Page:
Can you toss me now? Donation popular option for unwanted cell phones

Posted on Nov 1, 2011 :: Green Business
Posted by , Insight on Business Staff Writer

So . . . you’ve just bought a new smart phone, and now you want to do the smart thing with your old device. But what is that?

Sending it to the landfill, of course, is not the answer. Cell phones and other electronics contain harmful materials – lead, cadmium, chromium and other heavy metals – which will leach into the environment and become a health risk. And since September 2010, the Wisconsin Electronics Recycling Law has banned a wide range of electronics from being deposited in landfills.

Cell phones that do get dropped off at county waste sites are sent away for appropriate recycling. The Outagamie County Department of Solid Waste, for example, currently ships them to e-Cycle, an Ohio-based company that assures that “end-of-life” devices are shredded and disposed of responsibly.

Two wireless providers have developed innovative programs that help their customers recycle, while also providing support to area not-for-profit organizations.


Cellcom’s “Green Gifts” program

Cellcom, based in De Pere, launched its cell phone recycling program in 2004, and collects used phones at its more than 20 locations across northern Wisconsin and Upper Michigan. It sells the units to a company that either refurbishes the phones or appropriately recycles them.

Cellcom applies the cash received to its “Green Gifts” program, which was established in 2010 to offer local organizations, programs and projects the opportunity to apply for grants that support environmental sustainability.

“We want to be environmentally thoughtful,” says Tammy Homan, Cellcom’s media relations/communications coordinator.“What better way to give back than to give it to projects that support the environment. It helps our green efforts go full-circle.”

This year’s awards totaled $30,000, putting Cellcom over the $100,000 mark through Green Gifts and its predecessor program. Of the 17 winners for 2011, 11 are based in the New North region, including:

»Bay Beach Wildlife Sanctuary in Green Bay (medical care, caging and specialized diets for wildlife orphans)

»Friends of Mosquito Hill, New London (energy cycle display showing energy conservation and alternative energy sources)

»Woodland Dunes Nature Center and Preserve, Manitowoc (school field trips for environmental and conservation education)

»Whitefish Dunes State Park, Door County (invasive species management to protect fragile dune plants)


HopeLine, by Verizon Wireless

Another provider, Verizon Wireless, focused its phone recycling efforts on domestic violence prevention and awareness programs when it created HopeLine in 2001.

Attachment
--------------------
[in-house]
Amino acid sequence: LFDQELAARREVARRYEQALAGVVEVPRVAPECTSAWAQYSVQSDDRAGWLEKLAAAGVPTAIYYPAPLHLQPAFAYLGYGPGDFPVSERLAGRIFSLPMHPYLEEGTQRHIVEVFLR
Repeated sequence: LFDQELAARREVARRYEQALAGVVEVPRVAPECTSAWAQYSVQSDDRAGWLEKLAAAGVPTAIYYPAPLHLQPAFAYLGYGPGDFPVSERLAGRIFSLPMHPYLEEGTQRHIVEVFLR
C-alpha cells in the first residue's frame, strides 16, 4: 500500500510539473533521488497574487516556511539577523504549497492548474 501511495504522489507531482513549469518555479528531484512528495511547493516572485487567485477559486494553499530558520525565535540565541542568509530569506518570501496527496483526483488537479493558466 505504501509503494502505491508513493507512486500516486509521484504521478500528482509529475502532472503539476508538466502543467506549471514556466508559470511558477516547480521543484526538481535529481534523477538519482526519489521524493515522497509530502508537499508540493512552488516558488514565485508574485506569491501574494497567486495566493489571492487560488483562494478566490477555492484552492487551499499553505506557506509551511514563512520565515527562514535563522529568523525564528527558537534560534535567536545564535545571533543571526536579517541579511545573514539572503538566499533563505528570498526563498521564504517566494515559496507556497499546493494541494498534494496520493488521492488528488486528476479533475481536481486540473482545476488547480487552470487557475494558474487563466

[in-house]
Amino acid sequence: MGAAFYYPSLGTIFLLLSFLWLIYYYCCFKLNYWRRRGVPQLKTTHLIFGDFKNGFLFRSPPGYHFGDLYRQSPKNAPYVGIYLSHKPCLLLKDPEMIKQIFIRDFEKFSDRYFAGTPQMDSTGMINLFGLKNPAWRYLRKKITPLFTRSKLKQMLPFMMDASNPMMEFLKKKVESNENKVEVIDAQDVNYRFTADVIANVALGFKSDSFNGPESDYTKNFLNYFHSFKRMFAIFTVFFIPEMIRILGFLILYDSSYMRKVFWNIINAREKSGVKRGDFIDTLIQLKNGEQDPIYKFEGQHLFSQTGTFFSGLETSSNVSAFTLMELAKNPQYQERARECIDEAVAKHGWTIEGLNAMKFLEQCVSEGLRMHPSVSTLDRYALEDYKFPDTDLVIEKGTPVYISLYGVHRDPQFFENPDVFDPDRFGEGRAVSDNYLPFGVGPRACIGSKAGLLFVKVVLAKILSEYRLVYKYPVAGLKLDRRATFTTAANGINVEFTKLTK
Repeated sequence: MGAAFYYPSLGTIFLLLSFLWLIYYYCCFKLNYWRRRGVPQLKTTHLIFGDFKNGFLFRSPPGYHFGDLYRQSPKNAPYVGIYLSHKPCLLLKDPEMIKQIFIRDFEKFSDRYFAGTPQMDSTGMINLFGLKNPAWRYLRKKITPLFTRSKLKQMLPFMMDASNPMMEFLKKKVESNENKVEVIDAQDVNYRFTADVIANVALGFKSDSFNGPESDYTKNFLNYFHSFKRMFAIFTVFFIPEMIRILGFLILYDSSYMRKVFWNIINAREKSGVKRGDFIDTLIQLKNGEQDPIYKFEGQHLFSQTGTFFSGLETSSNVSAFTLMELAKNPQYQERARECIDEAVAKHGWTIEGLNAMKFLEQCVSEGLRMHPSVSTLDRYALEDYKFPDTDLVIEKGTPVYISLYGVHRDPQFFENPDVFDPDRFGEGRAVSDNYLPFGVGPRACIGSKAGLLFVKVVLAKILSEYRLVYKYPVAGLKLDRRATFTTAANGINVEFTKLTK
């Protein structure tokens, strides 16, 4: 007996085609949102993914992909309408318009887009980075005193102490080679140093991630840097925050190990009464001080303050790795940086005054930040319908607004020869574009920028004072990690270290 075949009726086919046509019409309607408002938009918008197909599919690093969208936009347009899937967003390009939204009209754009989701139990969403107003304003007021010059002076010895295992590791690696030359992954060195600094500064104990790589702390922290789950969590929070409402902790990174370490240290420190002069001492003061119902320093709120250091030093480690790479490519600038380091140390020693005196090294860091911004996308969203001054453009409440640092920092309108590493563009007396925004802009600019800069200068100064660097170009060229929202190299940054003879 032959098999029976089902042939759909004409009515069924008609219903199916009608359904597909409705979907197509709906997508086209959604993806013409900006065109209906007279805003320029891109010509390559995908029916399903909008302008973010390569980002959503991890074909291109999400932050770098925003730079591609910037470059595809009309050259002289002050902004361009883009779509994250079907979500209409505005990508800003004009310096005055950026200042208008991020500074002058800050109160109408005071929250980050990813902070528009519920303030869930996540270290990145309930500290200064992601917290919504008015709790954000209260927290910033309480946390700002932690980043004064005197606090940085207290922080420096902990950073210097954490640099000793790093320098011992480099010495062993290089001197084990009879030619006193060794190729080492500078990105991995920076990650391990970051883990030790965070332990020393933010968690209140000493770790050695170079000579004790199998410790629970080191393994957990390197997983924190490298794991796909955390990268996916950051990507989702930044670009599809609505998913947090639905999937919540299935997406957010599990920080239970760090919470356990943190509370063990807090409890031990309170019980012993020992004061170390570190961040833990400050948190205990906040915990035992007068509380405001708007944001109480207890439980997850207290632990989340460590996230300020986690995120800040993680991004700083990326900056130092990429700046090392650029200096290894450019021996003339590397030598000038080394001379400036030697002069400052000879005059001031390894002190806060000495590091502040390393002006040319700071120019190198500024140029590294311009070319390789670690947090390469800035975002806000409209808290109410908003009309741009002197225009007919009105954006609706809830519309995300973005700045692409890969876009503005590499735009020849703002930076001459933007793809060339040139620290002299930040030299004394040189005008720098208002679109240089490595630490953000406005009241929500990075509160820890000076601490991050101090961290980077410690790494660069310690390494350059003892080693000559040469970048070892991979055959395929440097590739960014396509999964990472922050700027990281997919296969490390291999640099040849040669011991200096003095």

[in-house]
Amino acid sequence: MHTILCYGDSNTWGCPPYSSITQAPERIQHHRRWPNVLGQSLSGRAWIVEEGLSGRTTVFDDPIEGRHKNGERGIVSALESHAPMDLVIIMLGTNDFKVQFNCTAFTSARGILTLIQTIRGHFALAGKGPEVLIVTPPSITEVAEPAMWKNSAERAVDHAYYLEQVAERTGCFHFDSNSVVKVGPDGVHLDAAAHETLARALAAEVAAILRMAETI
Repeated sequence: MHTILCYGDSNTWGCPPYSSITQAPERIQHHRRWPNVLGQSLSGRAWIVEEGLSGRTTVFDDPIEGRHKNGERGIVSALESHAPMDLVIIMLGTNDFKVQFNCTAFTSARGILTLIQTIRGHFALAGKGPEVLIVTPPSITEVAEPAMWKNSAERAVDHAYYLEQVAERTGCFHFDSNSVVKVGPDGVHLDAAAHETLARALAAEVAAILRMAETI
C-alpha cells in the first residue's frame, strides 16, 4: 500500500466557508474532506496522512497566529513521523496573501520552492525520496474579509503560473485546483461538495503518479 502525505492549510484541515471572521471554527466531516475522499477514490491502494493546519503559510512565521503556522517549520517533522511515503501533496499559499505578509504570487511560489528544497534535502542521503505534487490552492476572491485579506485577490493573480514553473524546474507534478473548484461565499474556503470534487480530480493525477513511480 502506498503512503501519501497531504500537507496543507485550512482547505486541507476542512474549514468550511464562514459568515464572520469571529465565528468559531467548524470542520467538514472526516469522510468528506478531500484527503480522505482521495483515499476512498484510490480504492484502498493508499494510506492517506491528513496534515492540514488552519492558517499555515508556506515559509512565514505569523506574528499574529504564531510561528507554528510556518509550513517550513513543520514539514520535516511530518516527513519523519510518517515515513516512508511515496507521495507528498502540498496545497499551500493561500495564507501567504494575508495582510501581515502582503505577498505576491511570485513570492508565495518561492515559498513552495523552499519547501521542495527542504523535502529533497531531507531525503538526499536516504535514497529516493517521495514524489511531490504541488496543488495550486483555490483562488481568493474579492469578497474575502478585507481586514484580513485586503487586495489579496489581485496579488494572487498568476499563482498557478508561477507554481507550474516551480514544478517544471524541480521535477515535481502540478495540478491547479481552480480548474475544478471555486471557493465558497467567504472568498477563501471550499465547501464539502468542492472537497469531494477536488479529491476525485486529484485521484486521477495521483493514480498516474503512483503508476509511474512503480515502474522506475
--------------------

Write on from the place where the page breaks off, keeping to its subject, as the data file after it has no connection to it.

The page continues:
Through that program, Verizon collects no-longer-used wireless phones, batteries and accessories in any of its stores or by mail. Phones that are still operational or can be refurbished are provided to domestic violence organizations to give to victims who need the protection of a cell phone, but are not able to afford it.

Phones that cannot be refurbished are recycled in an environmentally sound way under a zero-landfill policy. The money generated funds cash grants to domestic violence organizations.

In 2010, more than 13,000 phones were donated to the program in Wisconsin alone. Verizon provided 1.4 million minutes of free service and more than $75,000 in cash grants to help survivors of domestic violence across the state. Both Harbor House in Appleton and Christine Ann Domestic Abuse Services of Oshkosh have received significant grants from Verizon’s HopeLine program in the past couple of years.

Green Bay’s Golden House domestic abuse center was directly involved in yet another Verizon-sponsored phone donation effort a few weeks ago. Verizon’s “Protection is the Name of the Game” campaign includes a phone collection drive at each Green Bay Packers home game. The company contributes $10 to a local agency for every phone donated. Golden House received more than $1,200 from phones collected during the Oct. 2 game against the Denver Broncos.


Donating to agencies directly

You can also donate your old phone directly to regional domestic violence agencies.

“We collect phones all year,” says Maria Turner, communications and development coordinator for Harbor House in Appleton. “All we need is the phone and charger.”

Units suitable for reprogramming are converted to 911 phones through

an agreement with U.S. Cellular, and

are given to women who have no other cell phone to be used for emergencies. The others are shipped to Shelter Alliance, a Florida-based grassroots recycler that helps non-profit organizations raise money through cell phone collection. A local agency receives 50 cents to $8 per phone, depending on type and condition. For Harbor House, that amounts to $1,000 to $2,000 per year.

Christine Ann Domestic Abuse Services, which serves Winnebago and Green Lake counties, also works with Shelter Alliance, occasionally benefiting from drives by the Oshkosh Chamber of Commerce or individual businesses. They collect 300 to 400 phones per year, according to Executive Director Julie Fevola.

Local businesses such as Suess Electronics, RecycleThatStuff, STEP Industries and Habitat for Humanity’s ReStore also help their customers by accepting used phones. Best Buy, Staples, Home Depot, Target and other national retailers do the same in most locations.

With so many options available, your old phone is sure to find new life helping someone else.